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Welcome to Wonderland Part 3 | "Faith"

We all wonder. But what do you do when wondering leads to wandering far from the possibility of a personal faith?

  1. How would you define the word “faith”?
  2. Have you ever viewed or been taught that religion or faith was a way to get God to do things for you? Explain.
  3. Have you ever felt that Christianity requires mind-numbing, experience-denying faith? Explain.
  4. What is your biggest challenge in embracing a life of faith?
  5. What is the faith you’ve lost—or are losing—fixed on or fastened to? How big of a leap would it be to fasten your view of faith on Jesus, not Christians, church, or something else?

NOTE: The following content is a raw transcript and has not been edited for grammar, punctuation, or word usage.

So what do you wonder? What do you wonder? I wonder why it’s so difficult to do the healthy thing when I’m so concerned about my health? Ever wondered about that? Why is that so difficult? That’s just… Is insane. Those of us who believe in God, we wonder about heaven, don’t we? We wonder what it’s gonna be like, we wonder are we really gonna see the people we love, are they gonna look the same? Are we gonna be able to meet famous people? If you’re a non-theist, you wonder how we can be so naïve as to believe there is a place called heaven and how is it that we continue to hold on to these myths that should have been let go generations ago?

But at the same time if you’re a non-theist, you wonder about life after death, don’t you? You wonder if there’s something else. And when you lose a loved one, you can’t help but wonder, is there more? And we all wonder through a frame of reference, and the frame of reference is inadequate because the frame of reference doesn’t provide us with all the answers and all the information that we need. But there’s another reason we wonder as well, we talked about this last time. We wonder because our frame of reference isn’t clear. Our frame of reference is cluttered with life, our frame of reference is cluttered with our personal life experiences. And we wanna think we’re better than this, don’t we? We wanna think we’re smarter than this, we wanna think that we’ve moved beyond this. We wanna think that the pain in our lives doesn’t impact the way that we see the world, that somehow we’ve moved beyond that, that’s virtually impossible. And the way that you see the world is impacted by your childhood, whether it was a great childhood or a not so great childhood, the truth is that’s a filter through which you view the world, through which you interpret relationships. And then there’s those fears and those insecurities, those things that just don’t ever quite go away and it becomes a part of a filter.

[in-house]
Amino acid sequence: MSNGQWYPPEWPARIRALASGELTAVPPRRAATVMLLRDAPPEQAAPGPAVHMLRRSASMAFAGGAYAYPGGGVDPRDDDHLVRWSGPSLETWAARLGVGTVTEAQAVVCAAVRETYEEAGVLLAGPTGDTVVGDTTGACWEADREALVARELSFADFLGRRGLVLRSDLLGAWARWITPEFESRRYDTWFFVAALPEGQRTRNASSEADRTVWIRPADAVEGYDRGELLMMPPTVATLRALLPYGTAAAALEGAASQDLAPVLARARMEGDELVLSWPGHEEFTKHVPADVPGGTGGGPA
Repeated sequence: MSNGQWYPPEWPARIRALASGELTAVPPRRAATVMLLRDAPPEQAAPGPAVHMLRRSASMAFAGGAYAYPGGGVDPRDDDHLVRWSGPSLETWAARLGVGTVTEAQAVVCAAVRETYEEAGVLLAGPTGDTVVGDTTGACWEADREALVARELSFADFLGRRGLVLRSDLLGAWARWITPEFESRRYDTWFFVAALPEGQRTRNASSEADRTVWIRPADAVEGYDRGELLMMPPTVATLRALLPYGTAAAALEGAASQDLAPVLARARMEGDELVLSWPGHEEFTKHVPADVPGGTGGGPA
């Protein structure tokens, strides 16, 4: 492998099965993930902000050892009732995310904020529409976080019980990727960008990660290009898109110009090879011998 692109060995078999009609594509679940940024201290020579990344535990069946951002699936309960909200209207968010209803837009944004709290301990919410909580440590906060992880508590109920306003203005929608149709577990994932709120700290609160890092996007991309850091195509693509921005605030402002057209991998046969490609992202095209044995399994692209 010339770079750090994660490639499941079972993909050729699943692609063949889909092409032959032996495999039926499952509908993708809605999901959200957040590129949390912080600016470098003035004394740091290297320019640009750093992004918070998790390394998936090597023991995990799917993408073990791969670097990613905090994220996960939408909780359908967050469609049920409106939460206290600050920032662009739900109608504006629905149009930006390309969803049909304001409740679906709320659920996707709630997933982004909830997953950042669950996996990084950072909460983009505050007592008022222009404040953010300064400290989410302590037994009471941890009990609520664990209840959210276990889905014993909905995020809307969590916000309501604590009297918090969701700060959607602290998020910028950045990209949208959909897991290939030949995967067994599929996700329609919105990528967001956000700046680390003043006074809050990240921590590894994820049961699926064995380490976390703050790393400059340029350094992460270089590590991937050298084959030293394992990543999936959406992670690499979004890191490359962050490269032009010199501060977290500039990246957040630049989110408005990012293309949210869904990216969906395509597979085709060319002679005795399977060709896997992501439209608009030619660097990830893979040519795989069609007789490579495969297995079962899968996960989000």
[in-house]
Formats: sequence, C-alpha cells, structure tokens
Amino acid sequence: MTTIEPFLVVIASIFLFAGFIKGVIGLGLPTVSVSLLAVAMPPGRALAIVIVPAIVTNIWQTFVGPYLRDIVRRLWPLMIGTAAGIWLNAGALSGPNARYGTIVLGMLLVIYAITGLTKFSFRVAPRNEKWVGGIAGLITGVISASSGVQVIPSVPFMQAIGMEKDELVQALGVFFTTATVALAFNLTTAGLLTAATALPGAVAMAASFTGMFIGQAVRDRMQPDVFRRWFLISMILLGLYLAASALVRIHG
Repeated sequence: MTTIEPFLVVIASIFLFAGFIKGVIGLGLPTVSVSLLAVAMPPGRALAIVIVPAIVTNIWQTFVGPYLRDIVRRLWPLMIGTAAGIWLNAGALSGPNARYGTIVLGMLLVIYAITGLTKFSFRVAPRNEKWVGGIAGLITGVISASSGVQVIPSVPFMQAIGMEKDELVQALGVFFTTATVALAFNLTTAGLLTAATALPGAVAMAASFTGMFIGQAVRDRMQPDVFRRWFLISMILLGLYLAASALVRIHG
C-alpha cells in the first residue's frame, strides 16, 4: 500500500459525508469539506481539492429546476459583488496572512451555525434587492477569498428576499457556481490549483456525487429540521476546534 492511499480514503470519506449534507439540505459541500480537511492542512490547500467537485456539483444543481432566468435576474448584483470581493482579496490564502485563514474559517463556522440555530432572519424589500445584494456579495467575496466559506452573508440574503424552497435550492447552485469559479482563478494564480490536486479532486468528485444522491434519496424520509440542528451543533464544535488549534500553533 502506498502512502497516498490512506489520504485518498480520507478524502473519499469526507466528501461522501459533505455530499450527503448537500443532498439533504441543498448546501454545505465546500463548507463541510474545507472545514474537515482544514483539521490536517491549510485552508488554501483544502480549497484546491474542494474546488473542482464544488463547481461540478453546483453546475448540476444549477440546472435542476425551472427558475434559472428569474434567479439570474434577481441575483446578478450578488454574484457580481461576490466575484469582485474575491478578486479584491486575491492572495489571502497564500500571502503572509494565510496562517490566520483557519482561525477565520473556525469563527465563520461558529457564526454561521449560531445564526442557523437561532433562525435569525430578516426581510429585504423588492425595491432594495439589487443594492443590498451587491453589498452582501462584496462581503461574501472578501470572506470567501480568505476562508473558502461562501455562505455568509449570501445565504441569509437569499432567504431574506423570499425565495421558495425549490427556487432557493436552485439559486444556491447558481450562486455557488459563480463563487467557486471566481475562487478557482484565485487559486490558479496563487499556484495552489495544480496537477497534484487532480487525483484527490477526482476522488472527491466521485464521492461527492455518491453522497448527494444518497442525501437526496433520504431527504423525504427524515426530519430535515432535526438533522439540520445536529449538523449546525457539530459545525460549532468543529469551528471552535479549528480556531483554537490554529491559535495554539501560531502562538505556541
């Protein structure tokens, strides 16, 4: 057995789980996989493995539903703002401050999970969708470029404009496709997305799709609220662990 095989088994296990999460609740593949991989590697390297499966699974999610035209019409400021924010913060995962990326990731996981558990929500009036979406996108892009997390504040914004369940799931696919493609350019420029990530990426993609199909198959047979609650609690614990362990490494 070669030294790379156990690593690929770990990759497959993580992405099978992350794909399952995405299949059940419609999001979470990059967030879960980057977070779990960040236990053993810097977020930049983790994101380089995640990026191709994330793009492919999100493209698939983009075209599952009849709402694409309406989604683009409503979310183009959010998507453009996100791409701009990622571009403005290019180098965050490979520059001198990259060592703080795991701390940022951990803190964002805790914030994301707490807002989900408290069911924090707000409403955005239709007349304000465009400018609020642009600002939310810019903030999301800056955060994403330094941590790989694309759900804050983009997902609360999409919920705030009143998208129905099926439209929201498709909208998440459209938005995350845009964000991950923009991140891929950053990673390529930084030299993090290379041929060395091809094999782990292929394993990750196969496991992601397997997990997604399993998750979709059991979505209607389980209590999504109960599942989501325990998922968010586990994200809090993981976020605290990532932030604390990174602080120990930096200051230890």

And all of these things create a filter through which we see the world. And so we wonder, but we don’t simply wonder through a frame of reference with limited information. We wonder through a frame of reference that’s full of life experiences.

Now, Christians believe something that’s a little bit odd, that’s why we’re talking about it, Christians believe that God actually became one of us to clarify these things for us. That God actually became one of us so that we could understand, so that we can see more clearly, that He sent someone to our side of the frame to serve as a reference. So in spite of all the things that we can’t know, in spite of all the things that we will never know, that we could know where we stood with Him.

And so for the last couple of weeks, we’ve looked at this little phrase, this verse written in the first century by somebody who was writing specifically to Jewish people in the first century in this document that’s called Hebrews, it’s called the Book of Hebrews, but it’s not really a book, it’s really like a long sermon.

And in his attempt to reach out to Jewish people in his community who would put their faith in Jesus but were beginning to wander away, he made this powerful, powerful observation. Here’s what he said, he said, “We’re to fix our eyes on Jesus.” We’re to fix our eyes on Jesus who is the pioneer, the one that started it all off and the perfector of our faith. He said, “There’s gonna be a lot of things that distract you, there are gonna be a lot of things you don’t ever know, there are gonna be a lot of life experiences that don’t add up. But we’re to fix our eyes on the person of Jesus,” not church, not our church experience, not necessarily the things that happened to us or the things that didn’t happen for us in life, but to fix our eyes on Jesus. So, if you’ve wandered away, if you wondered and then you wandered away, or as we said last time, if you’re sort of reaching for the door of faith, isn’t it true the problem really isn’t Jesus?